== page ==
Oprah Could Be A TV Star President Who Makes Sense

by Margaret Judson
Mike Windle/Getty Images Entertainment/Getty Images

On principle, it seems silly for television stars to start lining up to be president — by nature of the profession, a TV star hasn't put in the hours building the experience with and knowledge of government that would make them a successful president. To many critics, former Apprentice host-turned-President of the United States Donald Trump epitomizes this problem. But is an Oprah presidential run a different story?

In a recent interview, the Emmy-winning and Oscar-winning icon revealed she may be considering a run for president. And while I have my concerns with Hollywood celebrities running for president, all things considered, it might not be the worst idea.

In an interview for Bloomberg's The David Rubenstein Show: Peer-to-Peer Conversations, Rubenstein asked Oprah, "Have you ever thought that, given the popularity you have, we haven't broken the glass ceiling yet for women, that you could actually run for president and actually be elected?"

"I never considered the question, even a possibility," Oprah responded.

However, Rubenstein then countered, "It's clear that you don't need government experience to be elected president of the United States, right?"

And here's the juicy part that the legion of Oprah devotees will hang onto for dear life: "That's what I thought! I thought, oh gee, I don't have the experience, I don't know enough, and now I'm thinking 'Oh.'"

It's not the first time the presidential issues has come up — people like Stephen Colbert have asked Oprah about running for office before, too. Until now, the answer has been a consistent, "No," because, as she showed in the interview with Rubenstein, Oprah understands that a TV star does not necessarily a politician make.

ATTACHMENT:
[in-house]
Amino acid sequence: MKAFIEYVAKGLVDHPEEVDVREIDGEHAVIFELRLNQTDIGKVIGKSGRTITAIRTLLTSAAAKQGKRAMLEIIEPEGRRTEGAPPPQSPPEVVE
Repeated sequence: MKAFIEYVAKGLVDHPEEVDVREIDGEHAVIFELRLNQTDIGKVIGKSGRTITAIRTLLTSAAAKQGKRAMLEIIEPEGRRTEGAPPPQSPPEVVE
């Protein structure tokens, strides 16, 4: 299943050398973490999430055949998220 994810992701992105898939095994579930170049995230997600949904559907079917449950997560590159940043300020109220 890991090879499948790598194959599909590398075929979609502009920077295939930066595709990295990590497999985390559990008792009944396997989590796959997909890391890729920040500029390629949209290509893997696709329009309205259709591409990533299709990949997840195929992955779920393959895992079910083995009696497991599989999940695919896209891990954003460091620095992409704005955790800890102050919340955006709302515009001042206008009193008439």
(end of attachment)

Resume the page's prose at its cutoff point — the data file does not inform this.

By the same token, though, there's something to be said about questioning why so many pundits and analysts cringe or, at least, can't fathom the thought of a TV celebrity be a successful political candidate. That mental block can at least partially explain why so many political experts brushed off Trump's own candidacy.

Think about it ... what is a TV star, anyway? Potentially, it's somebody who relates well to people and is able to rally those people for a cause. Potentially it's someone who can bring people together and make diplomatic choices that benefit large groups of people.

Certainly not all — in fact, most — TV stars do not fit this qualification. However, Oprah does. Though she gained fame from her talk show, Oprah has turned her career into a philanthropy-based one, making her an especially interesting choice because of the marginalized groups she's made a point to represent and has a history of fighting for those people.

The important point Rubenstein makes when he specifically highlights Oprah's "popularity," is the part about having a strategic plan to actually get somebody elected.

That's not to suggest that the goal should be for the most popular person to win, necessarily, but it is to get behind the mentality of thinking strategically in terms of actually getting someone elected is necessary in order to achieve that goal — getting behind a qualified candidate, only considering his or her resume in a vacuum, doesn't seem to be enough in and of itself.

Think of politicians past who have leveraged name recognition into successful political careers like Ronald Reagan, Mike Bloomberg, Arnold Schwarzenegger, Al Franken, Fred Thompson, and Jesse Ventura, to name a few.

Just because you're on TV doesn't mean you should be president, but with Oprah's disposition, popularity, and unique experience, she could be a special case.